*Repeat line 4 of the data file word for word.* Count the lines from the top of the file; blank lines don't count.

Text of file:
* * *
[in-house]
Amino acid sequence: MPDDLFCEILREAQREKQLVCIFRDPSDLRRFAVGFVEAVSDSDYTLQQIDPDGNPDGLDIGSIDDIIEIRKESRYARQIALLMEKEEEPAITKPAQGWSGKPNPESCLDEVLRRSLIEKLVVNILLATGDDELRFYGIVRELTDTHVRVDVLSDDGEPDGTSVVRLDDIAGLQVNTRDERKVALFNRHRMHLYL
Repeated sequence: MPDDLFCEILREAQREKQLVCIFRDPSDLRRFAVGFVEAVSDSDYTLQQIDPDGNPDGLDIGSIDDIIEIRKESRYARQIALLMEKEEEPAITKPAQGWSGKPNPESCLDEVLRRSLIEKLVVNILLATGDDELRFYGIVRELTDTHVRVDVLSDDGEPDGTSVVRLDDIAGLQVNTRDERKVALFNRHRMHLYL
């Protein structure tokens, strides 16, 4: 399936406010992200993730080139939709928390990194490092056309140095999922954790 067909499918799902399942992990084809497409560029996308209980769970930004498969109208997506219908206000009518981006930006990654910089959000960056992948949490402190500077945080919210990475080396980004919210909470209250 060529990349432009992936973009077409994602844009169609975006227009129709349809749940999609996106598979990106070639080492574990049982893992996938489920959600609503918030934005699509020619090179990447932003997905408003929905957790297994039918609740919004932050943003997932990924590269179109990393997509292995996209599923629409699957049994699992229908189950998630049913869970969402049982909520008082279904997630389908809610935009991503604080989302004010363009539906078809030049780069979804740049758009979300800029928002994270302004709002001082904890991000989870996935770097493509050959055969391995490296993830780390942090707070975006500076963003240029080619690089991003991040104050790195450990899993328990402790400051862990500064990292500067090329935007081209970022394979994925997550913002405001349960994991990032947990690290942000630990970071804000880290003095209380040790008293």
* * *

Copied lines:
């Protein structure tokens, strides 16, 4: 399936406010992200993730080139939709928390990194490092056309140095999922954790 067909499918799902399942992990084809497409560029996308209980769970930004498969109208997506219908206000009518981006930006990654910089959000960056992948949490402190500077945080919210990475080396980004919210909470209250 060529990349432009992936973009077409994602844009169609975006227009129709349809749940999609996106598979990106070639080492574990049982893992996938489920959600609503918030934005699509020619090179990447932003997905408003929905957790297994039918609740919004932050943003997932990924590269179109990393997509292995996209599923629409699957049994699992229908189950998630049913869970969402049982909520008082279904997630389908809610935009991503604080989302004010363009539906078809030049780069979804740049758009979300800029928002994270302004709002001082904890991000989870996935770097493509050959055969391995490296993830780390942090707070975006500076963003240029080619690089991003991040104050790195450990899993328990402790400051862990500064990292500067090329935007081209970022394979994925997550913002405001349960994991990032947990690290942000630990970071804000880290003095209380040790008293």